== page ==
August 12th: Slip Sliding Awway
Burlington, VT to Stowe, VT
There are some simple concepts in cycling. Eat enough food, drink enough water, pedal in the correct gear and wear the right size shoes. Unfortunately getting only 3 out of 4 of the above criteria is still asking for disaster. So I was none too excited when I realized this morning that I packed my cycling shoes in the truck and I would have to ride with Rich's shoes that were 2.5 sizes too small (the truck holds 90 cyclists gear and would have taken over 2 hours to unload and reload not gonna happen).
It actually became somewhat of a joke how miserable such a simple mistake could make me for an entire day. Every pedal stroke became grittingly painful after the first few hours, but was I gonna quit after riding this far? Heck no. So on I plodded, mile after beautiful freaking mile.
I did visit the Ben & Jerry's ice cream factory this afternoon and had a fresh of the floor pint of heath bar crunch. A worker literally goes into the plant and pulls out a pint right off the line, never been frozen, soupy, but amazing taste. I was pleasantly surprised to see that Unilever had not mucked things up too much since they purchase B&J 2 years ago.
As we rolled into camp, the skies opened and the rain began to pour down on our picnic dinner. Many were perturbed, but check out Kieran sitting under the Penske to avoid the rain in the picture to the right, smart man, very smart. After a great dinner, Jamie and I saw an opportunity. CycleAmerica covers the luggage bags with huge rolls of plastic. Huge rolls of plastic plus torrential downpour equals slip and slide. Everything went well until I took a right turn accidentally and slammed into Ken, who hurt his foot and proceeded to pour his dinner all over me. He saved me from hitting a car though, so thanks Ken.
August 13th: The Haircut
Stowe, VT to Bethlehem, NH
We entered New Hampshire today after crossing the Connecticut River and made our way through Littleton, home of Bishops Ice Cream. After just having Ben & Jerry's, I was in pretty good position to evaluate good ice cream, so I started with a double waffle cone of a chocolate brownie mix. It was good, but I wasn't too sure about how it compared to B&J, so I had to get another cone. I mean, this wasn't for pleasure or anything, this was business. Yep, after the second one, I'd say it was better.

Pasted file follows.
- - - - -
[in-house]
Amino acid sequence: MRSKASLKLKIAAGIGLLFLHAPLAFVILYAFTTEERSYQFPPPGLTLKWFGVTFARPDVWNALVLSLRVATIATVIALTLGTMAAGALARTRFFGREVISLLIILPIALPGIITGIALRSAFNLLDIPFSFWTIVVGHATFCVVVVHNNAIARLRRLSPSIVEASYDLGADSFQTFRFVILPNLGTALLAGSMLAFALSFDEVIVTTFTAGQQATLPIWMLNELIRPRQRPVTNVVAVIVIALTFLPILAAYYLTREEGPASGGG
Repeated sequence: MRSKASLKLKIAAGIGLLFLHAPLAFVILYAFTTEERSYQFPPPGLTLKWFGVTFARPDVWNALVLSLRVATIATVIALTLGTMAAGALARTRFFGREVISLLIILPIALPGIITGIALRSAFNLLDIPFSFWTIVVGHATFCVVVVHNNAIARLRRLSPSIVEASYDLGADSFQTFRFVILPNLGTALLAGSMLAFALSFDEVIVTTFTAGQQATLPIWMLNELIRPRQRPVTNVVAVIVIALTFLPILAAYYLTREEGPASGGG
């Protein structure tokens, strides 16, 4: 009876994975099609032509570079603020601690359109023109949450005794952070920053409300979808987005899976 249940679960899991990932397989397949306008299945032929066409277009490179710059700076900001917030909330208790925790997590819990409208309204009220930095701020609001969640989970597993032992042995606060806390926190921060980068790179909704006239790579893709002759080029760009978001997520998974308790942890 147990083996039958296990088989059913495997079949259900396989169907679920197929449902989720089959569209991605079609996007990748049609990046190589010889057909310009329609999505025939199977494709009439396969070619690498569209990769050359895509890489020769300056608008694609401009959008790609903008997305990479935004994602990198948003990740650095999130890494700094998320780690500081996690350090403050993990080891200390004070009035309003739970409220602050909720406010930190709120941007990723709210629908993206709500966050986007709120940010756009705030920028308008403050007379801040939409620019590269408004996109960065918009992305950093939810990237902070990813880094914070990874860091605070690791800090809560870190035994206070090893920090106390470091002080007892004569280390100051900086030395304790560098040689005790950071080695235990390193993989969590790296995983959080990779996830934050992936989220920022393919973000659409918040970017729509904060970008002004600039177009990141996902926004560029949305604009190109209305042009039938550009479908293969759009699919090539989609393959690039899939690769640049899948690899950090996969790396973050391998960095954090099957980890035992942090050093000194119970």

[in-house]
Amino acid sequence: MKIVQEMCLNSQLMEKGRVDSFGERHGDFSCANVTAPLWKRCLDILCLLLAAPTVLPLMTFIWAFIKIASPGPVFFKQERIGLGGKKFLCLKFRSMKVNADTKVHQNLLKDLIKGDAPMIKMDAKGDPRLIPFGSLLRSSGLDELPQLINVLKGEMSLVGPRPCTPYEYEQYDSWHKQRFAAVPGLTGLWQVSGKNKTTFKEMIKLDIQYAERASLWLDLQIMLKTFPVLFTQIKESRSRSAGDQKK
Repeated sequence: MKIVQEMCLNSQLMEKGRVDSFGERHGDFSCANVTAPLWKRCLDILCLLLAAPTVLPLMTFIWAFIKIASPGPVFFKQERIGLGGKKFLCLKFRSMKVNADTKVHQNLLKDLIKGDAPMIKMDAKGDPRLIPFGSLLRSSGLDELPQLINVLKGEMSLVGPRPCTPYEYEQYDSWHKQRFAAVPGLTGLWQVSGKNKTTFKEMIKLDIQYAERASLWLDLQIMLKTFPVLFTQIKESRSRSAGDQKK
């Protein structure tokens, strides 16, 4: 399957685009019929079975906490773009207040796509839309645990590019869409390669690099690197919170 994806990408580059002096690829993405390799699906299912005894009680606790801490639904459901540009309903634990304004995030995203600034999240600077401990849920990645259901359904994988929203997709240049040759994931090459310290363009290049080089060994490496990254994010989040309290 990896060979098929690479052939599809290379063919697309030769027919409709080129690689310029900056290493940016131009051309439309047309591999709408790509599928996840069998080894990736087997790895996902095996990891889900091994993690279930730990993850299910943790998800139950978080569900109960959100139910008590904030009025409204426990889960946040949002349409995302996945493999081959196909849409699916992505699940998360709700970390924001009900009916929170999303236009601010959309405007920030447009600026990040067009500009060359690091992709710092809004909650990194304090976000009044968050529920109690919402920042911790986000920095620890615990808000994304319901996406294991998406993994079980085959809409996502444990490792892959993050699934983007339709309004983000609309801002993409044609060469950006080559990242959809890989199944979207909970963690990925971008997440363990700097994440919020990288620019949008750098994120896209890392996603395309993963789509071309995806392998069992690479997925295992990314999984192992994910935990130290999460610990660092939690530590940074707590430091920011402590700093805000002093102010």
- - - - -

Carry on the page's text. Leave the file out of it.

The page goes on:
Tonight, we all were chatting about how we had become somewhat ragged without haircuts for the last 8 weeks and since most of us were going to be seeing family soon in Gloucester, we thought it would be good to clean up. Well sure enough, one of the riders owned her own hair salon and could do wonders with a pair of clippers and a garbage bag. Check it out to the right.
August 14th: Hurricane Mountain
Bethlehem, NH to Fryeburg, ME
I left super late this morning and was determined to pedal pretty hard to catch up with all the riders. Seeing that we only had a few days left together, I was looking forward to the company. The plan seemed to make sense until I came upon the Mount Washington Hotel. I found complimentary coffee, a Boston Globe and a deck overlooking the vast presidential mountain range of NH, including Mt. Washington (the highest peak in the northeast). I'll hang out with the group tomorrow. I sat for about 2 hours, reading the paper, enjoying the views and chatting with guests. It was complete relaxation.
After a quick lunch to fuel up, I pedaled towards Hurricane Mountain Road: an optional hill climb and supposedly one of the most challenging cycling climbs in the north east. Sure enough, it was 2 miles of 15 percent and higher climbing with switchbacks that far exceeded 20 percent grades. It was tough. But it was wonderful. It was the steepest thing I've ever climbed (much steeper than smuggler's notch), but I made it without stopping. Check out the before, during and after photos to the right. I was struggling halfway up, and that was a brief respite from the incline!
August 15th: The Day before
Fryeburg, ME to Durham, NH
My crew rode together most of the day today. We finally and officially have entered sentimental mode. We chatted about favorites, about challenges, about days we wanted to quit and day we wished lasted forever. Today was the last full day of riding, tomorrow is the end. We re only sixty miles away from the Atlantic Ocean; I can lean forward and go sixty miles these days.